The art of enamelling was introduced, c. 1750, at works in Battersea, examples from which are highly valued.
Subsidiary industries, such as enamelling, are also important.
Edward Dillon (Glass, 1902) has very properly laid stress on the importance of the enamelled Saracenic glass of the r3th, 14th and r 5th centuries, pointing out that, whereas the Romans and Byzantine Greeks made some crude and ineffectual experiments in enamelling, it was under Saracenic influence that the processes of enamelling and gilding on glass vessels were perfected.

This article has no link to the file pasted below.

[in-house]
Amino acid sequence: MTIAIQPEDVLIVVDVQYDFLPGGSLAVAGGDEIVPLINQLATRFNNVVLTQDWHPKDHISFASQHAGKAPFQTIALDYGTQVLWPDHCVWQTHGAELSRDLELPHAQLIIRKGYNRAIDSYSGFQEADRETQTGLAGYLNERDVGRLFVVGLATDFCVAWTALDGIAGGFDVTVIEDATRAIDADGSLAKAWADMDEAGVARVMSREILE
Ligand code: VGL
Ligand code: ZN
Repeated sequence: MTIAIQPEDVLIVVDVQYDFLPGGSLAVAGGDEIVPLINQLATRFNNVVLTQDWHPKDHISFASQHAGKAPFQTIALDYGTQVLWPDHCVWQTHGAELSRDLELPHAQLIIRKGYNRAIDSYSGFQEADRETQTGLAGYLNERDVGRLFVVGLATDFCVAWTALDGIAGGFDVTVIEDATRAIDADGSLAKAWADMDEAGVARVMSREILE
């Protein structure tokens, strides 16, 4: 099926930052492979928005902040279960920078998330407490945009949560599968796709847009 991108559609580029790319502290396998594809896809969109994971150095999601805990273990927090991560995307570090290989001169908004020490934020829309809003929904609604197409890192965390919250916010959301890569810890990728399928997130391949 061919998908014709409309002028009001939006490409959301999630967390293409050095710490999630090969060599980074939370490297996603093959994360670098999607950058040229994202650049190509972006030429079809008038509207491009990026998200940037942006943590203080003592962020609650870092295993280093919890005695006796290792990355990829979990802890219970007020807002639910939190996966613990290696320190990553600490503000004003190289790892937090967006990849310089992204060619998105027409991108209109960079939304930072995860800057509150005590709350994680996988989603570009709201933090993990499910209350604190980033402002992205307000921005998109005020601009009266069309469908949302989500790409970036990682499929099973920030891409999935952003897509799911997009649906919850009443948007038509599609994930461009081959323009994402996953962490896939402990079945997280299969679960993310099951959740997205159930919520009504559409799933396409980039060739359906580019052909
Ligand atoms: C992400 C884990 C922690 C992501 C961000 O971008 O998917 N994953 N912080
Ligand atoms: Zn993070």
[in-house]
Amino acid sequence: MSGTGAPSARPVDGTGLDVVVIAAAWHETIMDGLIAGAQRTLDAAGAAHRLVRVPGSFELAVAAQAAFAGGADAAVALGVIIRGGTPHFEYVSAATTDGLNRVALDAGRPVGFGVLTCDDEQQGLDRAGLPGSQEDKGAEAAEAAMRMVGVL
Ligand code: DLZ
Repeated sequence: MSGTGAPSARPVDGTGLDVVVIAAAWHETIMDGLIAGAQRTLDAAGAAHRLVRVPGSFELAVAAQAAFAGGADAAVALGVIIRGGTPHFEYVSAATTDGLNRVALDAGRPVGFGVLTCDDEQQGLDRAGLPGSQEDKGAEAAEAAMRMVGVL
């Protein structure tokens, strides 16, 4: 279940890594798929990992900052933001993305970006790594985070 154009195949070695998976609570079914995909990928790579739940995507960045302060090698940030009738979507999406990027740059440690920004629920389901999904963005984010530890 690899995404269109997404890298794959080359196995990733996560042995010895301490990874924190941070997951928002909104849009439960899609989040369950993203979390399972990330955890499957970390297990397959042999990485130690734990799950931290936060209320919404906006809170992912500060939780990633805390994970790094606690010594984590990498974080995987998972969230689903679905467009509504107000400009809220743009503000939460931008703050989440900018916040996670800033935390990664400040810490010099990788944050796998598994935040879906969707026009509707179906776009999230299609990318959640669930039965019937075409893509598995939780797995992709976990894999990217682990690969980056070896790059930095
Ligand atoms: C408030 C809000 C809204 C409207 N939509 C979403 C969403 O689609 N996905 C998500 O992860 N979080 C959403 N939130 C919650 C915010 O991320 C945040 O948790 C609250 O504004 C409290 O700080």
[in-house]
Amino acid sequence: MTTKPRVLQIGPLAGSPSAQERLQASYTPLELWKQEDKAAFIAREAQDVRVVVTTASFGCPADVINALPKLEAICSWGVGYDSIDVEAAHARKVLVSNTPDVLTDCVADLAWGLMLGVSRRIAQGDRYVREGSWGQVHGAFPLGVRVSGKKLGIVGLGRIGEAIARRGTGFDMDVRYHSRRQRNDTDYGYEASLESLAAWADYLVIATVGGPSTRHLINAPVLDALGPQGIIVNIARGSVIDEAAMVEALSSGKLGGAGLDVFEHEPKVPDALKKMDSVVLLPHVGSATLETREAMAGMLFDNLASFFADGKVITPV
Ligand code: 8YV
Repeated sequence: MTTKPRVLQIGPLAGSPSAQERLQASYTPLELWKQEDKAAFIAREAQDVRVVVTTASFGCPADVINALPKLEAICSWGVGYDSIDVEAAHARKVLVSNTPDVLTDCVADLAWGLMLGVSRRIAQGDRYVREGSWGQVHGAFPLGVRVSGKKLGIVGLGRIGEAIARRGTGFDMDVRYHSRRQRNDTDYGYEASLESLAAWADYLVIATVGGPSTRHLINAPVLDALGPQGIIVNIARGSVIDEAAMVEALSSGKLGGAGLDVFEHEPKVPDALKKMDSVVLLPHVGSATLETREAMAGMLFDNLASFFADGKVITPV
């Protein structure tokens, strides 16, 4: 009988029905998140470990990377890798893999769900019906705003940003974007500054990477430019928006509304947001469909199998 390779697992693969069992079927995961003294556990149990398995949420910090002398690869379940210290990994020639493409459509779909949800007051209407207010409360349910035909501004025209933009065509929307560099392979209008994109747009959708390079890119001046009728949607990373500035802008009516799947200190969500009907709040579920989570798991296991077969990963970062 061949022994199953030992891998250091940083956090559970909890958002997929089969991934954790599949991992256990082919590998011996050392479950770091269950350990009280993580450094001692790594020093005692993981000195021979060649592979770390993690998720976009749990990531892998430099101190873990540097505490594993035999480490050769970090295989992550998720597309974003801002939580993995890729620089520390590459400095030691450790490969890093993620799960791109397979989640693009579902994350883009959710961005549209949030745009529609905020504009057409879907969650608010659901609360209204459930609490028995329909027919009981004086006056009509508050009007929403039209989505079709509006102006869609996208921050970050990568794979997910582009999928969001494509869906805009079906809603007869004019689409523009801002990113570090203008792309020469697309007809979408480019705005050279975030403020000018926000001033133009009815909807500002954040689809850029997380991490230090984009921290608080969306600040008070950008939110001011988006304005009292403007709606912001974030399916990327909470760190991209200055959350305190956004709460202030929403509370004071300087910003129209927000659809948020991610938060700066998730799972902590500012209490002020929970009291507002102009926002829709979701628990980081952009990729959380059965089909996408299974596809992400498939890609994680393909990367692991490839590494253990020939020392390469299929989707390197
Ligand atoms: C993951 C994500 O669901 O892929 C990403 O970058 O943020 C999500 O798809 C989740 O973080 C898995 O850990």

The enamelling process was probably introduced in the early part of the 13th century; most of the enamelled mosque lamps belong to the 14th century.
Dillon has pointed out that the process of enamelling had probably been derived from Syria, with which country Venice had considerable commercial intercourse.